Well, unless Schilling opts to finance his campaign personally, he'll hardly need to wait to get to DC to witness corruption first hand. And if he can pay his own way, just exactly how of of the common touch does he have?

Great headline for Schilling, who seems to find it difficult to leave the spotlight behind. And I must admit that if Scot Lehigh will let me join Pundits Relishing A Newsworthy Knucklehead I might come around to enjoy a Schilling v. Joe Kennedy race.

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Viral communications

Write two Tweets and e-mail me in the morning.

Our brave new world of viral communications may be about to take on a whole new meaning according to epidemiologists who spoke with the Washington Post.

Instead of running to the doctor at the first sniffle of what what be the swine flu, blog about it. Or Tweet your friends. Or your doctor. Pretty soon they will be able to spot an outbreak -- and you will have avoided sneezing and coughing and spread germs on the bus or subway or in your school or office.

Just make sure you have an adequate supply of aspirin and chicken soup in your medicine chest and refrigerator.

There is, to be sure, a potential loss of confidentiality in sharing every detail of every ache and pain with the Facebook friends and Twitter followers. But I'm sure there is some communications PhD candidate somewhere studying just how many people already happily give up that right to privacy and share things many of us could care less about in the first place.

A bigger concern might be the panic generated by this type of viral communications amid a population already on edge and being fed by the traditional mass media's insistence on overkill coverage.

But with the likely reemergence of the the H1N1 swine flu in the next few months, the people who make their living tracking disease trends may be on to something -- even if their population sample is limited to the geeky subset of people with computer access, handheld devices and a chronic problem of needing to share everything on the web.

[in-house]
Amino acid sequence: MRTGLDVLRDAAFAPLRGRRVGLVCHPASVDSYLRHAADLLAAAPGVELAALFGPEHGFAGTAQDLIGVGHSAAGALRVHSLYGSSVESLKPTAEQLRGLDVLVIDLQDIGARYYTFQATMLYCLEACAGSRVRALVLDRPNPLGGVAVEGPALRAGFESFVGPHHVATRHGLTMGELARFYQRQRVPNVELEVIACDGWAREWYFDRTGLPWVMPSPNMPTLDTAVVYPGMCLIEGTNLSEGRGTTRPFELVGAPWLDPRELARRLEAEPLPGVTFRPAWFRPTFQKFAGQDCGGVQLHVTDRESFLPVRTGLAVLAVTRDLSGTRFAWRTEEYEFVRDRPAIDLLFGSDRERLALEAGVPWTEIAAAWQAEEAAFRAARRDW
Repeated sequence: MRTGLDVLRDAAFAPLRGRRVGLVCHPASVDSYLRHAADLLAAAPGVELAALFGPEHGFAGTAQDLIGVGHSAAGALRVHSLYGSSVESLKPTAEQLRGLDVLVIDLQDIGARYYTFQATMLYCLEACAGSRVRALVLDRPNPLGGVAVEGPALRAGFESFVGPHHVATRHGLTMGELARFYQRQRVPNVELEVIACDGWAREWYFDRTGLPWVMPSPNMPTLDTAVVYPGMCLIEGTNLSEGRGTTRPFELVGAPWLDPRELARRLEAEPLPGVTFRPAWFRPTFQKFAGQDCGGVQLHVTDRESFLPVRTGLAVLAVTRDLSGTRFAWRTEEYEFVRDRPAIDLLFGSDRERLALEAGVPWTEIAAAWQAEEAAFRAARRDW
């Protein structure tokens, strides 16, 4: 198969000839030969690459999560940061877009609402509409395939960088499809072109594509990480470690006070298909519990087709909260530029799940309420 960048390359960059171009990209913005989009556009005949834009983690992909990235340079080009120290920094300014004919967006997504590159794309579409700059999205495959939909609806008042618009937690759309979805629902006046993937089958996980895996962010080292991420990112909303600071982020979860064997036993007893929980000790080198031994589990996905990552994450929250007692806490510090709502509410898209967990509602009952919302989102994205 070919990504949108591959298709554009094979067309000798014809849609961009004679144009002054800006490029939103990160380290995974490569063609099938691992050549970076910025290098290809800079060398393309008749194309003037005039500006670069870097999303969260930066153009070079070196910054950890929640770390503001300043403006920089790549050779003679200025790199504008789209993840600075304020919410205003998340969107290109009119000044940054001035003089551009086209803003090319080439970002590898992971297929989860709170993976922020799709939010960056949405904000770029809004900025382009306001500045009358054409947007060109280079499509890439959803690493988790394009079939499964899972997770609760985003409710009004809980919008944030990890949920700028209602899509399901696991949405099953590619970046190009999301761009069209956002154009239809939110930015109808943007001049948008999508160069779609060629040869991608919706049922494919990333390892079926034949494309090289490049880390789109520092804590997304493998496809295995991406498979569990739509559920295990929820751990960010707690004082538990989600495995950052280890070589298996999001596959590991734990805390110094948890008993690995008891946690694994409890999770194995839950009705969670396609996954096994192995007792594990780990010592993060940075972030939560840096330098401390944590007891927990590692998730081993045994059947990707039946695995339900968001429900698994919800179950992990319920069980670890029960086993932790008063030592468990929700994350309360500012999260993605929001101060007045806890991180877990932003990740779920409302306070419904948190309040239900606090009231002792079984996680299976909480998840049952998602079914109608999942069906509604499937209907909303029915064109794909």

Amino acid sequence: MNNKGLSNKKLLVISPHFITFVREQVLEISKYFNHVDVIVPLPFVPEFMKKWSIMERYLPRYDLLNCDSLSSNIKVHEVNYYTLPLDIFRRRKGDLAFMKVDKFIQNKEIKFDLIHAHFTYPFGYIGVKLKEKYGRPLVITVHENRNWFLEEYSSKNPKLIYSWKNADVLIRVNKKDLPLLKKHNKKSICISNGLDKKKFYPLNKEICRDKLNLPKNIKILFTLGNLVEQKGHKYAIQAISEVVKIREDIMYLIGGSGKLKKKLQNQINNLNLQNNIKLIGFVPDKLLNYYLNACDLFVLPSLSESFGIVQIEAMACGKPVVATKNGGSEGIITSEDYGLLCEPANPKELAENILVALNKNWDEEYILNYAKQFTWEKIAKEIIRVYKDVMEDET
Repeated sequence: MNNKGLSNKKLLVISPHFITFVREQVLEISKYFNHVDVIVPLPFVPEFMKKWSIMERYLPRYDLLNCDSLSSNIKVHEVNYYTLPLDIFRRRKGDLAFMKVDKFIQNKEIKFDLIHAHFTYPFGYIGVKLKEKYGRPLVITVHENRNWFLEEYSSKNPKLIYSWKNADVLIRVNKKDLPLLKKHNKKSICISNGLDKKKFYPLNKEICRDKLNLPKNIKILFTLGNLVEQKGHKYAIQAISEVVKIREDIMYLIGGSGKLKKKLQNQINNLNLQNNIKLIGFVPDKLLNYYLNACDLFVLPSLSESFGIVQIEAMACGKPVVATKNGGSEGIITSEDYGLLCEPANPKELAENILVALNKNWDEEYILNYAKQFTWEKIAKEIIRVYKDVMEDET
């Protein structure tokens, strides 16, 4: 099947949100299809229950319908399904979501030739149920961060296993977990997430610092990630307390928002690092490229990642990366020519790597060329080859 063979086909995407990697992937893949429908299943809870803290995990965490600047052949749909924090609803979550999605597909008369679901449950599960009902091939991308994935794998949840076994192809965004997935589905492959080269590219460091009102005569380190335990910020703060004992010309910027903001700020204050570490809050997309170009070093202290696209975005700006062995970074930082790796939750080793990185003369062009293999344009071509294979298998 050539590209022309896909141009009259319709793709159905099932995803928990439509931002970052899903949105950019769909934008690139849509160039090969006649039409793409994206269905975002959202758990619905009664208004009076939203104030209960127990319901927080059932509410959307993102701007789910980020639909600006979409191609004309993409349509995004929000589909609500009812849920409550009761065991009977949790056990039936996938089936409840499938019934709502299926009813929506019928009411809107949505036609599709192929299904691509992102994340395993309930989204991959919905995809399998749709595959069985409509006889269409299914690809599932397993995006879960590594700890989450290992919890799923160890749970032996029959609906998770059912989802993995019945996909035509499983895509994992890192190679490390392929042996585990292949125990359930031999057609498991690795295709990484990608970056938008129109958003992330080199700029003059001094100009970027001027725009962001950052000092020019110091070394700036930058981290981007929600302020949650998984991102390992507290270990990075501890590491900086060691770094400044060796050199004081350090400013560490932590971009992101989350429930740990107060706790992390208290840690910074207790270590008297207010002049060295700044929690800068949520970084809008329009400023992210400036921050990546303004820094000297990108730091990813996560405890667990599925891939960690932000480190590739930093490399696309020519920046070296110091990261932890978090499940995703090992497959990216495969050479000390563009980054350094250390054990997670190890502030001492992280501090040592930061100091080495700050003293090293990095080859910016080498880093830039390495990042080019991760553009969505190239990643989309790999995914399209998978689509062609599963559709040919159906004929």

Of course, the system will not be foolproof until scientists devise a way to determine if you really are a person and not a dog.

(New Yorker cartoon by Peter Steiner, Vol.69 (LXIX) no. 20)

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Tuesday, September 01, 2009

Power politics

Ultimately, the question of who will become the next United States senator from Massachusetts will hinge on power and clout. But not just the kind it takes to get elected. An even more important question is who will be able to deliver.

The Globe looks at the legacy of Ted Kennedy in terms of the sort of clout we all want but don't like to talk about -- deliverables. The legacy is clear:
“He kind of protected us in a sense,’’ said Thomas Glynn, chief operating officer of Partners HealthCare, which includes Massachusetts General Hospital and Brigham and Women’s Hospital. “The question is five years from now will [hospitals] be getting as much money as they would if he were alive. I doubt it.’’
The high tech-biotech sector and higher education have the same issues. Massachusetts is already a net exporter of taxes -- getting back less than we pay in federal taxes. With the loss of Kennedy and the potential to see the overall congressional delegation shrink, that gap could get worse.

The importance of clout on Washington was on vivid display in the allocation of federal stimulus dollars to Massachusetts. And while we love to complain, studies from other states show we are well positioned to benefit from the new economic realities.

The state is also in fairly good shape in terms of clout -- with Barney Frank heading up the House Financial Services Committee and Ed Markey holding down a high House position. Senior Sen. John Kerry (a strange thing to say) chairs the Foreign Relations Committee, but his efforts on behalf of constituents seems to have kicked up a notch during Kennedy's illness.

While it obviously will be hard to replace the power and influence (and the deal-making ability) of a man who held the job for 47 years, the ultimate question on who should hold the job rests on the candidate's ability to get protect our interests.

In the end, it's not the power of the party or the candidate to win an election. It's the ability of the winner to get the job done with even half the success of the man he or she will replace. That makes the job of the handful of Republicans who have even been mentioned tougher in a Senate overwhelmingly dominated (if not controlled) by Democrats.

Let's hope we don't lose sight of that in the acrimony we are about to see over the question of a temporary appointment and in a special election with staggering implications for the future health of the Commonwealth.